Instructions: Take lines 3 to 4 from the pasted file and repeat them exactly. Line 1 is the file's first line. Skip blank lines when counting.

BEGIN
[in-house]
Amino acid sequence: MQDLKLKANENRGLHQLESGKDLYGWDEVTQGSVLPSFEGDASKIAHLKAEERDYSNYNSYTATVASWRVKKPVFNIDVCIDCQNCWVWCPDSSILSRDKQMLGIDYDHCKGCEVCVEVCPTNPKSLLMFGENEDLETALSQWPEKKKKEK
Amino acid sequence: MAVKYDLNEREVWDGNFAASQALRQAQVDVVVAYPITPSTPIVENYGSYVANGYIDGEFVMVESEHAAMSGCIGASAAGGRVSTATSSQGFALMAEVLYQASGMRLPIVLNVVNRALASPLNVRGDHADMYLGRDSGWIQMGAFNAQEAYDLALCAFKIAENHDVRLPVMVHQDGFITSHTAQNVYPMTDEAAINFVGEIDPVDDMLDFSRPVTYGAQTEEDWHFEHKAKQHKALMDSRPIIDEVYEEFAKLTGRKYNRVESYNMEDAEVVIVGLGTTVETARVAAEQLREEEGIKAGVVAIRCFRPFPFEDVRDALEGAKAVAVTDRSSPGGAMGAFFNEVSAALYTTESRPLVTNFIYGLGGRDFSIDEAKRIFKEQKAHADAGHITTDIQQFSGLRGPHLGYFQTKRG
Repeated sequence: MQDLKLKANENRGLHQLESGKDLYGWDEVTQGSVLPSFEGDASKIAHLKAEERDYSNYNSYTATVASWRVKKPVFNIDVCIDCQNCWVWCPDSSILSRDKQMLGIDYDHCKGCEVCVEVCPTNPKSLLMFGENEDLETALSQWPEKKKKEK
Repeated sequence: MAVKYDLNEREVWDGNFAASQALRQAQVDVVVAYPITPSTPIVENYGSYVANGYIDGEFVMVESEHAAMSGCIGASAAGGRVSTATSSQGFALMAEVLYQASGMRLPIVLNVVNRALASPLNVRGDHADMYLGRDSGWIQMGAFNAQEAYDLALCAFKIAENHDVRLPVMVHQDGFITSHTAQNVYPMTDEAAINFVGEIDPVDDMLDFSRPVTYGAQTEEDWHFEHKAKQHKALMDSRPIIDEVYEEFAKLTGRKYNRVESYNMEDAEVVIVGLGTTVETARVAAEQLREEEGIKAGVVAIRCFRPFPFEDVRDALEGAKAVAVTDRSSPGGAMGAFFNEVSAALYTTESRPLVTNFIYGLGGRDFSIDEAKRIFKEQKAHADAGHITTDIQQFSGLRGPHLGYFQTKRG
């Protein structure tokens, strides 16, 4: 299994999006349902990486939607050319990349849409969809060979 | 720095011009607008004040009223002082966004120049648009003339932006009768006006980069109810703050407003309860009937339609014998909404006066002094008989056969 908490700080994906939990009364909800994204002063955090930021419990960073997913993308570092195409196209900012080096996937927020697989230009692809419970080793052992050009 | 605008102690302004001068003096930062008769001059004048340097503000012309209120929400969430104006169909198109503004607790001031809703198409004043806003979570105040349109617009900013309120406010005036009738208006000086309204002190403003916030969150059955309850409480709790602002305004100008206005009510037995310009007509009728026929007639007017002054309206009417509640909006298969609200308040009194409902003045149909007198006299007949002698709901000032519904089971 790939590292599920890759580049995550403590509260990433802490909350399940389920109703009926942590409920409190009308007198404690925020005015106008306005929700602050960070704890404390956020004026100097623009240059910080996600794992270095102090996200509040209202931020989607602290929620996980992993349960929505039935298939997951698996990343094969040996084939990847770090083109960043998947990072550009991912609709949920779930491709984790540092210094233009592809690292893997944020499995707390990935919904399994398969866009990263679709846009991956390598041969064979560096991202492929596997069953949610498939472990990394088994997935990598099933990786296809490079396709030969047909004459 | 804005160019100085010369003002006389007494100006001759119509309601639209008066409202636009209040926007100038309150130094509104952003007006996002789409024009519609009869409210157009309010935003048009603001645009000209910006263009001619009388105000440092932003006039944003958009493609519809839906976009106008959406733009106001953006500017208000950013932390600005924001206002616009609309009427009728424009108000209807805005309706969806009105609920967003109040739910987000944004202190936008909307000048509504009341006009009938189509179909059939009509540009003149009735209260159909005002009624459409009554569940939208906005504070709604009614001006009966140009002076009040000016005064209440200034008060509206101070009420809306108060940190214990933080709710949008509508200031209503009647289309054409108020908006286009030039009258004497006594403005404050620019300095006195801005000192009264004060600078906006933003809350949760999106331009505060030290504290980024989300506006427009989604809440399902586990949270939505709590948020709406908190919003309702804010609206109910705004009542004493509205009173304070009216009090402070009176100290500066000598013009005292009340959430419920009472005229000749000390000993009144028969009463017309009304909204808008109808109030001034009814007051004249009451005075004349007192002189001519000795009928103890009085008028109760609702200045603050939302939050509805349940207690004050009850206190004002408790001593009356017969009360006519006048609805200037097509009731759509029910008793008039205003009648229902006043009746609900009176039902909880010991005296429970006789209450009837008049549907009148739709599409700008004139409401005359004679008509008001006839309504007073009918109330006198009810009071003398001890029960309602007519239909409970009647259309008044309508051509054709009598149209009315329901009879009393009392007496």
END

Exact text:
Amino acid sequence: MAVKYDLNEREVWDGNFAASQALRQAQVDVVVAYPITPSTPIVENYGSYVANGYIDGEFVMVESEHAAMSGCIGASAAGGRVSTATSSQGFALMAEVLYQASGMRLPIVLNVVNRALASPLNVRGDHADMYLGRDSGWIQMGAFNAQEAYDLALCAFKIAENHDVRLPVMVHQDGFITSHTAQNVYPMTDEAAINFVGEIDPVDDMLDFSRPVTYGAQTEEDWHFEHKAKQHKALMDSRPIIDEVYEEFAKLTGRKYNRVESYNMEDAEVVIVGLGTTVETARVAAEQLREEEGIKAGVVAIRCFRPFPFEDVRDALEGAKAVAVTDRSSPGGAMGAFFNEVSAALYTTESRPLVTNFIYGLGGRDFSIDEAKRIFKEQKAHADAGHITTDIQQFSGLRGPHLGYFQTKRG
Repeated sequence: MQDLKLKANENRGLHQLESGKDLYGWDEVTQGSVLPSFEGDASKIAHLKAEERDYSNYNSYTATVASWRVKKPVFNIDVCIDCQNCWVWCPDSSILSRDKQMLGIDYDHCKGCEVCVEVCPTNPKSLLMFGENEDLETALSQWPEKKKKEK